Both the Conservatives and Labour have failed to put forward a “properly credible prospectus” for their spending plans, a leading economic think tank has said.
The Institute for Fiscal Studies said it was “highly likely” a Tory government would end up spending more than planned, while it cast doubt on Labour’s promise to “ramp up” investment levels by £55bn a year.
Chancellor Sajid Javid said the assessment showed a Labour government would mean “taxes for the many, not the few” and declared: “We know that our numbers add up.”
Labour’s shadow chancellor John McDonnell said: “The IFS assessment of Labour’s plans is that we are too ambitious – we accept that with pride.
“We are ambitious for our country and will be investing on the scale needed to end austerity, tackle climate change and build our country’s future.”
Presenting the think tank’s analysis of the election manifestos, IFS director Paul Johnson said the choice between the two parties could “hardly be starker”.
“The implication of the Conservative manifesto is that they believe most aspects of public policy are just fine as they are,” he said.
“Little in the way of changes to tax, spending, welfare or anything else.
“Yes, there are some spending increases for health and education already promised, but essentially nothing new in the manifesto.
“Labour, by contrast, want to change everything.
“Their vision is of a state with a far greater role than anything we have seen for more than 40 years.”
He added: “For good or bad five years of Labour government would involve enormous economic and social change.”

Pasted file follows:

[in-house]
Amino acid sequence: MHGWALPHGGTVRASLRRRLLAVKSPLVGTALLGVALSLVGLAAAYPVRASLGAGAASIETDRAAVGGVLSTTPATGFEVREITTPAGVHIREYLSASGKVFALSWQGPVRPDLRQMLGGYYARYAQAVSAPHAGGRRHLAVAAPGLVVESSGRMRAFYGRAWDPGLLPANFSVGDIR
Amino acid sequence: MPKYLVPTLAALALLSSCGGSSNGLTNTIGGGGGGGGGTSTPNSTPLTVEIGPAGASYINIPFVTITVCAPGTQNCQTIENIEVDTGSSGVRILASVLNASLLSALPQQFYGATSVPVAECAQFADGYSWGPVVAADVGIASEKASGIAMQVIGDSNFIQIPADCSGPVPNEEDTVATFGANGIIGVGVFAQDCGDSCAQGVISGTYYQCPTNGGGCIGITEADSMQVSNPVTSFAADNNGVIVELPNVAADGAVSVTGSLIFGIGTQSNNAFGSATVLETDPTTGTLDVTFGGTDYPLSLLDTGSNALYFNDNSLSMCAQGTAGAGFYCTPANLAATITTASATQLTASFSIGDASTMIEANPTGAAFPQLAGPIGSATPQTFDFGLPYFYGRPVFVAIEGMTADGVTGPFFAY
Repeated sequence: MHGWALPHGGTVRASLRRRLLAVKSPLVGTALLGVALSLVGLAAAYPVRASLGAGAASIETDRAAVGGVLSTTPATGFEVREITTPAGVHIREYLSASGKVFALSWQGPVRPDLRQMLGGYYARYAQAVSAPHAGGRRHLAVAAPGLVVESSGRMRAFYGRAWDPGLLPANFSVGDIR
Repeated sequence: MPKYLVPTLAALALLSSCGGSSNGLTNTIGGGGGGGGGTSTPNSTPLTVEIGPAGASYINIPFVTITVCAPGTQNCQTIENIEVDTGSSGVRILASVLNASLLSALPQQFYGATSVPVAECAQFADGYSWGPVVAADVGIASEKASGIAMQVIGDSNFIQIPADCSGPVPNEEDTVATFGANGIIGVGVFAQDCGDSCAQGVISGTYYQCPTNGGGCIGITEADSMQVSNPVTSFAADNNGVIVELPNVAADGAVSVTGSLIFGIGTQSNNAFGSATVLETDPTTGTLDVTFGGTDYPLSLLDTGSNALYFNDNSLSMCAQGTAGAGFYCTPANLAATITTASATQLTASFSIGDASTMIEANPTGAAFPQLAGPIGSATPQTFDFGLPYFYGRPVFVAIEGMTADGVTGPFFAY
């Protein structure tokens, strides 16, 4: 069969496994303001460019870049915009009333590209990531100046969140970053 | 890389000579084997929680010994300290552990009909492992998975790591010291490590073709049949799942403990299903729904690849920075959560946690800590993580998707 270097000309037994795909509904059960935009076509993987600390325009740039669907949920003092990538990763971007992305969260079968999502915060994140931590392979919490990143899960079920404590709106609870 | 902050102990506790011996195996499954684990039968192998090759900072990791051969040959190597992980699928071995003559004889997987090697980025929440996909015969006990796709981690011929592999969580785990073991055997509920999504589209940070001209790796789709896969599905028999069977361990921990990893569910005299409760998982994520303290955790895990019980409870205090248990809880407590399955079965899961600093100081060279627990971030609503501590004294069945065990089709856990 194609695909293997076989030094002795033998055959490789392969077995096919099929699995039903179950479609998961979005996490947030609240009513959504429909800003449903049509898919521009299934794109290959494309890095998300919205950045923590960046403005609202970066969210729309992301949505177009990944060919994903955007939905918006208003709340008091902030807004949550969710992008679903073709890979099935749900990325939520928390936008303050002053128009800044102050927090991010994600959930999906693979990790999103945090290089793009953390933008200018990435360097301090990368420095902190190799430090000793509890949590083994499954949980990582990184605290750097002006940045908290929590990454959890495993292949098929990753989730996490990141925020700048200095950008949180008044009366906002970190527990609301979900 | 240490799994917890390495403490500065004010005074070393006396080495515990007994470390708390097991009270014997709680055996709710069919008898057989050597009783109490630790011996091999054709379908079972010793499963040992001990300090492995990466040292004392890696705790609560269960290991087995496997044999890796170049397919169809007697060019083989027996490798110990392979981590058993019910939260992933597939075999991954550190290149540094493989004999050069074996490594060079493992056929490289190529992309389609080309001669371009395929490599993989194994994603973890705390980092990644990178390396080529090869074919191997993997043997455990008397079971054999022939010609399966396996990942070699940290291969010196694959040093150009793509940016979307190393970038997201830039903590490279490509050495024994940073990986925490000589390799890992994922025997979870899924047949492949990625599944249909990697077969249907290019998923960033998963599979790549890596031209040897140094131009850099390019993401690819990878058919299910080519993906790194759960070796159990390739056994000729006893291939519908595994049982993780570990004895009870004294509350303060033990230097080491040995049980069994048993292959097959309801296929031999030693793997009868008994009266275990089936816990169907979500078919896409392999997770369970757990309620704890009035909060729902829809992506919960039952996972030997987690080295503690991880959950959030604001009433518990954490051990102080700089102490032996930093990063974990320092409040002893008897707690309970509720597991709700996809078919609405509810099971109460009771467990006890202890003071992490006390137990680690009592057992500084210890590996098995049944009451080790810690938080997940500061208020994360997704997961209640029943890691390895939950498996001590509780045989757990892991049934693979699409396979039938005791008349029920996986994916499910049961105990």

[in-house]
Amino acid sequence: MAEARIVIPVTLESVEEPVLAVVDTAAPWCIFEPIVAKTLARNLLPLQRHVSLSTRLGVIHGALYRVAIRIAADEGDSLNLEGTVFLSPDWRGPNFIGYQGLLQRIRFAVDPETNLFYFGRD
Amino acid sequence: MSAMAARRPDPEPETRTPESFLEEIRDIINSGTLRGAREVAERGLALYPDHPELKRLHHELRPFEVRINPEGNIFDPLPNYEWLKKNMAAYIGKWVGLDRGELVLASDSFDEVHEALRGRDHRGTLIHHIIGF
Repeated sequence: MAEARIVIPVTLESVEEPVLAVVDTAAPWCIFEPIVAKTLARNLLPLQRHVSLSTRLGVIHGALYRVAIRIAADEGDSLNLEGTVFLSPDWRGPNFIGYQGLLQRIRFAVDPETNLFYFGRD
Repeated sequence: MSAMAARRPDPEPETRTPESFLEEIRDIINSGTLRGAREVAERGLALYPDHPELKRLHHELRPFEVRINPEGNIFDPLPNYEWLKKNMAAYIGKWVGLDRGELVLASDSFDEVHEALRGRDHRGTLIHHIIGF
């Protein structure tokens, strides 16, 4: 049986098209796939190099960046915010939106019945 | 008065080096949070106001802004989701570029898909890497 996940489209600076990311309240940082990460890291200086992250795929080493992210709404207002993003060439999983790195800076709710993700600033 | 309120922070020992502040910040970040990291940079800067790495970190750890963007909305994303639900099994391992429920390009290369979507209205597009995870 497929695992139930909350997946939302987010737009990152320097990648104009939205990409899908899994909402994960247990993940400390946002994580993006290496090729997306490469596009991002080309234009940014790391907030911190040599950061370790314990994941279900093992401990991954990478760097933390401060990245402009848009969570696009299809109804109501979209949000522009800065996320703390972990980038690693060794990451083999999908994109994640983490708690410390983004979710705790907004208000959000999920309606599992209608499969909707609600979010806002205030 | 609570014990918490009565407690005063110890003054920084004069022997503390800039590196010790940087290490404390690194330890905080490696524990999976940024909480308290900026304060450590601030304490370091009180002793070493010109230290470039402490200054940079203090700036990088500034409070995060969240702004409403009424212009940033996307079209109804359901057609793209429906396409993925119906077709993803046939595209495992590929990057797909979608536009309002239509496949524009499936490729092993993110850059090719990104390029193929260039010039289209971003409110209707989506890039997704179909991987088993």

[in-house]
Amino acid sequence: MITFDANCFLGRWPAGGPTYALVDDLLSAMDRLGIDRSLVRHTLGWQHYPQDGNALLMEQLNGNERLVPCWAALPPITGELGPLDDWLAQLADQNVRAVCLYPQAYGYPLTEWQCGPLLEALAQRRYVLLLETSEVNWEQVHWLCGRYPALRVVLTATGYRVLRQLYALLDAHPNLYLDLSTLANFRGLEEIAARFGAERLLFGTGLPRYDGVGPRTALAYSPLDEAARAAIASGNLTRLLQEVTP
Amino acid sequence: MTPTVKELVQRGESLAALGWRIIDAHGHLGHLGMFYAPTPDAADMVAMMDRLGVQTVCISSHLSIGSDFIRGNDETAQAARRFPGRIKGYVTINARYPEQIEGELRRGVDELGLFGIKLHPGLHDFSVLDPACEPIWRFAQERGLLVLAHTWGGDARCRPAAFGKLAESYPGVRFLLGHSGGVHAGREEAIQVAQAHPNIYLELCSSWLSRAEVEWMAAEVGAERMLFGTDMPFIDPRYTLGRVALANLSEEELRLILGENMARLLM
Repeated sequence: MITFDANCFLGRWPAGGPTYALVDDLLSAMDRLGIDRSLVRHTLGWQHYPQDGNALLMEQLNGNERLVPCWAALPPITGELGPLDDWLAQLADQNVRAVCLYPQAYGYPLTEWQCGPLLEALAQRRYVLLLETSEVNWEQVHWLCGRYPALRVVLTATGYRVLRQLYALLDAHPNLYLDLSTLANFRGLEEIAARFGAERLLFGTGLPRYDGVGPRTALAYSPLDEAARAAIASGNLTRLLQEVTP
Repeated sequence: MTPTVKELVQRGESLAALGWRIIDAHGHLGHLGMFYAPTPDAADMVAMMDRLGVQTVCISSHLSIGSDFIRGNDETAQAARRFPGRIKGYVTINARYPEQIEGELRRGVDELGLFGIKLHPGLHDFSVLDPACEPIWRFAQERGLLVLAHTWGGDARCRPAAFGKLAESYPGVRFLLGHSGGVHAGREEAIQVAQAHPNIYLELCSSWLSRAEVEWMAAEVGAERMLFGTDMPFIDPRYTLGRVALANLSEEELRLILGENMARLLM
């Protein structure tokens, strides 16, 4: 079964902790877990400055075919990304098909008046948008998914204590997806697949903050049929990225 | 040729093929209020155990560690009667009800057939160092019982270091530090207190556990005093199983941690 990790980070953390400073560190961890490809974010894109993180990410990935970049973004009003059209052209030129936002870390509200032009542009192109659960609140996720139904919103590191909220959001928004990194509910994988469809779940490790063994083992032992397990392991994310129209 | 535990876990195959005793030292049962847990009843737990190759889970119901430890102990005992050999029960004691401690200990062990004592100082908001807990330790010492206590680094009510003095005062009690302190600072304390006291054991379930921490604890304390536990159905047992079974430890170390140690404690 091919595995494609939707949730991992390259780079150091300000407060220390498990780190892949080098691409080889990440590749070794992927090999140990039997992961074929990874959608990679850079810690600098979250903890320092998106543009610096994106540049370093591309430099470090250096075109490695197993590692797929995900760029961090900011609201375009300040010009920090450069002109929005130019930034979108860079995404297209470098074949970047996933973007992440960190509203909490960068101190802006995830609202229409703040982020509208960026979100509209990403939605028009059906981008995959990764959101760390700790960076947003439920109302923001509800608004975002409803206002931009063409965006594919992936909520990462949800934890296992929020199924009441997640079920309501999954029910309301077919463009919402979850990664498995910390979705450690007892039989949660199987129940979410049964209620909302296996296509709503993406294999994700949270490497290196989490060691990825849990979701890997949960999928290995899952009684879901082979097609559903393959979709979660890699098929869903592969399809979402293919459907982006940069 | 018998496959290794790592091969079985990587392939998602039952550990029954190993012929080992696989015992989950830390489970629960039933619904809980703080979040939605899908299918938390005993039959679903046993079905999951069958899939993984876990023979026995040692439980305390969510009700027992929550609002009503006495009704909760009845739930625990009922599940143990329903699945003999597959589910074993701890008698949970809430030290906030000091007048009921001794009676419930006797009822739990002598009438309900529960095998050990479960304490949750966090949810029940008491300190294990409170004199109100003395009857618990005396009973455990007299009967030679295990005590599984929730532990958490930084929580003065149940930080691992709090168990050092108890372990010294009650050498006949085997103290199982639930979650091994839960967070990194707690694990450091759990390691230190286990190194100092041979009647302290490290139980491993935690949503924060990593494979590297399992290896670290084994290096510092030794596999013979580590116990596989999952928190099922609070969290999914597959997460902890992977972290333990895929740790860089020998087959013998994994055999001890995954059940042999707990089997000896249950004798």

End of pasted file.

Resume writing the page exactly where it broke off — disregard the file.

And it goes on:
The IFS said it was “highly likely” that a Labour government would have to introduce further tax rises – beyond those it has already announced for big business and the better off – in order to raise the extra £83bn a year in additional revenue it wants.
“In reality, a change in the scale and the scope of the state that they propose would require more broad-based tax increases at some point,” Mr Johnson said.
Addressing this point, Labour leader Jeremy Corbyn said he was “very confident” his agenda could be delivered without tax rises for anyone earning less than £80,000.
When it came to the Tories, Mr Johnson said, their proposal to keep spending down over the course of a five-year parliament appeared to be a “remote” prospect.
He said: “Why have they been so immensely modest in their proposals?
“Because to do otherwise would either mean resiling from their pledge to balance the current budget or would mean being up front about the need for tax rises to avoid breaking that pledge.”
Overall, the IFS said the plans outlined by the Tories would leave public spending – apart from health – still 14% lower in 2023-24 than what it was when the party came to power in 2010.
“No more austerity perhaps, but an awful lot baked in,” Mr Johnson said.
Labour, the IFS said by contrast, would increase spending and taxes to peacetime highs, with the national debt set to rise by around 3% of national income.
However, Mr Johnson said the party’s promise to abolish in work poverty within the next parliament was “not achievable”.
The IFS also queried Labour’s £58bn compensation payout for the so-called WASPI (Women Against State Pension Inequality) women, who claim they have lost out due to recent pension changes.
Mr Johnson said the pledge – which was first announced after the publication of Labour’s manifesto – would benefit a group that “is relatively well off on average”.
“To believe the whole group should receive compensation is a recipe for complete stasis in policy,” he said.
“Clearly some suffered hardship and there may be scope for much more limited compensation.”
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